Melanie A. Davis – ‘Honey Locust’


The third studio album from Kentucky-based artist Melanie A. Davis, Honey Locust is a captivating display of songwriting — embracing a timeless-sounding cohesion of folk, jazz, and doo-wop. The singer/songwriter intertwines melodic vocal quivers with wry lyrical perspectives on both universal emotions and those calling to a complex American existence.

The opening title track opens with references to “familiar scenes” and “abject Americana,” a poignant referencing to the current state of affairs — “the fires put out have been lit again, by ribbons of gasoline seeping out of Confederate dead.” An escalated vocal passion stirs upon the impact of lies and the passage of time on recognition, effective whether in reference to a former partner or the country one calls home. The track and album itself prove poetically reflective of a honey locust tree and its gradual unveiling, requiring close inspection through its myriad of changes and growths.

The gorgeous “Robin” integrates emotive backing vocal harmonizing amidst the poetically affecting lead. “Despite their attempts to wrap rope ’round our necks, a notion of paradise was found,” Davis sings, reflecting further on the plights of a conflicted society — referencing religious pleas, taxes, congested minds, and beyond. Twangy guitars and lush acoustics fuse with enduring impact, resonating especially as Davis’ backing vocal touches add a beautiful immersion.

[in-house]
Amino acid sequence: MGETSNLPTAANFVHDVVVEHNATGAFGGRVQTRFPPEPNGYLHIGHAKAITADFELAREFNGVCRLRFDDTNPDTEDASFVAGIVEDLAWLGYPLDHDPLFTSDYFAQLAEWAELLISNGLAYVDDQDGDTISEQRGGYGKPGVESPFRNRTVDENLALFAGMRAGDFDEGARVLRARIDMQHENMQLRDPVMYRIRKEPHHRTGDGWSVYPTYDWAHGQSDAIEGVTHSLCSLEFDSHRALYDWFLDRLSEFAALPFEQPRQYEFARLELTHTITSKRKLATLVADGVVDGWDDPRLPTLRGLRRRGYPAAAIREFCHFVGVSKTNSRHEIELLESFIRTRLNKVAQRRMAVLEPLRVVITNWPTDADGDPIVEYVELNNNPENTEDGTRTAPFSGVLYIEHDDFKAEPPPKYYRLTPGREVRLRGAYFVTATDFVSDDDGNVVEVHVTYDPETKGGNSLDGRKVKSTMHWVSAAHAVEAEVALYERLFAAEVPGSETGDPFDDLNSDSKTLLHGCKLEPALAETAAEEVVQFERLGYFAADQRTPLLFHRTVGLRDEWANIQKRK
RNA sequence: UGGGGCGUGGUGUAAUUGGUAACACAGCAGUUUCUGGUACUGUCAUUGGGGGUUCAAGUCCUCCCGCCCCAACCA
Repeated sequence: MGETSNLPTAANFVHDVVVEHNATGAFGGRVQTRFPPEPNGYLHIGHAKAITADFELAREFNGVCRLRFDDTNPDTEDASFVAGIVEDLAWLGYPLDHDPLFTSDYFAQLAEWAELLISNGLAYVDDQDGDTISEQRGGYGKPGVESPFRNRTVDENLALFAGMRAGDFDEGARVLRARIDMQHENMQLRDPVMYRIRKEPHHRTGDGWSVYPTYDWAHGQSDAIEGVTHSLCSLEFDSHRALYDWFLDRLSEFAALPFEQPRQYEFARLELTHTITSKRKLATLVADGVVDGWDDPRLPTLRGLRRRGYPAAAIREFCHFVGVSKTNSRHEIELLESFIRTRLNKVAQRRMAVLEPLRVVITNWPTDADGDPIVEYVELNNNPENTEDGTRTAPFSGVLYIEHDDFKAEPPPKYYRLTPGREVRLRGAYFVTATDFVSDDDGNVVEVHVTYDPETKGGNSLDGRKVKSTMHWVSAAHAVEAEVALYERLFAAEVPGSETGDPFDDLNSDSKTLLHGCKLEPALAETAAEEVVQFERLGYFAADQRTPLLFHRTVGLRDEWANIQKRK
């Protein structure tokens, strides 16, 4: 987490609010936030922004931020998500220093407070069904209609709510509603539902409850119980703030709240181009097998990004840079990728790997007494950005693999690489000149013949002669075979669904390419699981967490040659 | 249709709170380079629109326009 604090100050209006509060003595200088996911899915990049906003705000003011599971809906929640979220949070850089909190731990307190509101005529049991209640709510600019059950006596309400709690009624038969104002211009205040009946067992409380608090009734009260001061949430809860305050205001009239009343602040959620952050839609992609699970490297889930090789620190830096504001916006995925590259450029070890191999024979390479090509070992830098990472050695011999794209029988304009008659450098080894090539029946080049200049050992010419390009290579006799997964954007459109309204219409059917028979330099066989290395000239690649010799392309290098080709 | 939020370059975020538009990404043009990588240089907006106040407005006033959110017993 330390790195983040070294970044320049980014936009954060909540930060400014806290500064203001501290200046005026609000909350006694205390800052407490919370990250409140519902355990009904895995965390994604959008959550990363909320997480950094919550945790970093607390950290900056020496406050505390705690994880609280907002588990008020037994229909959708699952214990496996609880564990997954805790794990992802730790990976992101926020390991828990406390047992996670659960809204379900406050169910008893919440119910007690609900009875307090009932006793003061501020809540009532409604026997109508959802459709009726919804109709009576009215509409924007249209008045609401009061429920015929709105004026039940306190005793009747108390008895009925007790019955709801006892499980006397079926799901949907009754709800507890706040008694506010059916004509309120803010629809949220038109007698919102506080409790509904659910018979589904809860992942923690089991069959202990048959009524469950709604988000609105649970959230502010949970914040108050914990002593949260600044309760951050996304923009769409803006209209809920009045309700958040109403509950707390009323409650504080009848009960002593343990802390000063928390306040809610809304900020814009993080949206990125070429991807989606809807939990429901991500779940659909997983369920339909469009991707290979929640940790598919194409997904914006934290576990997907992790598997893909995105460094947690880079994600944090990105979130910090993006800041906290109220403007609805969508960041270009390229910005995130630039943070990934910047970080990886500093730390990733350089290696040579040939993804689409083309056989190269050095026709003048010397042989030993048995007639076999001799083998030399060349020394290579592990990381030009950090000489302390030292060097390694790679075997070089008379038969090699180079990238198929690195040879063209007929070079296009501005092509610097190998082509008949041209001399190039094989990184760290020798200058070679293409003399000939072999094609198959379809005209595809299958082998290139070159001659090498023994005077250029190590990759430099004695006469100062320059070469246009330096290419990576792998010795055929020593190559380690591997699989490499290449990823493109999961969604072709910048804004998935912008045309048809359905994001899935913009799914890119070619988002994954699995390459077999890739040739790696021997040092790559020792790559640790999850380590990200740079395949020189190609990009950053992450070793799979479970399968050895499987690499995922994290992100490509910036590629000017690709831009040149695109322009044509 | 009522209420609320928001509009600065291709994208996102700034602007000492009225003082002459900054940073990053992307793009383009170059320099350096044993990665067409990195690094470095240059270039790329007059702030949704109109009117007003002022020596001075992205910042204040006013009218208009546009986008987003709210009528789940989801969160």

Also impressing with its doo-wop backing vocal adornments, “Honey” stands out with its calming acoustics, whistling, and culminating “I’ve seen this before,” haunting send-off. The closing “Magnolia” is another stunner, continuing the natural-minded imagery and garden-set metaphors with lush folk-friendly production. Honey Locust is a thorough showcase of Davis’ talents, from poetically poignant lyrical perspectives to inviting songwriting that melds ’50s folk-pop whimsy with modern singer/songwriter nuance.

Honey Locust features Davis on acoustic and bass guitars, vocals, and auxiliary percussion. Fate McAfee plays on lead electric, bass, and lap steel guitars. The album was recorded, produced, and engineered by McAfee in Murray, Kentucky.

“Robin” and other tracks featured this month can be streamed on the updating Obscure Sound’s ‘Best of August 2023’ Spotify playlist.

Mike Mineo

I'm the founder/editor of Obscure Sound, which was formed in 2006. Previously, I wrote for PopMatters and Stylus Magazine.

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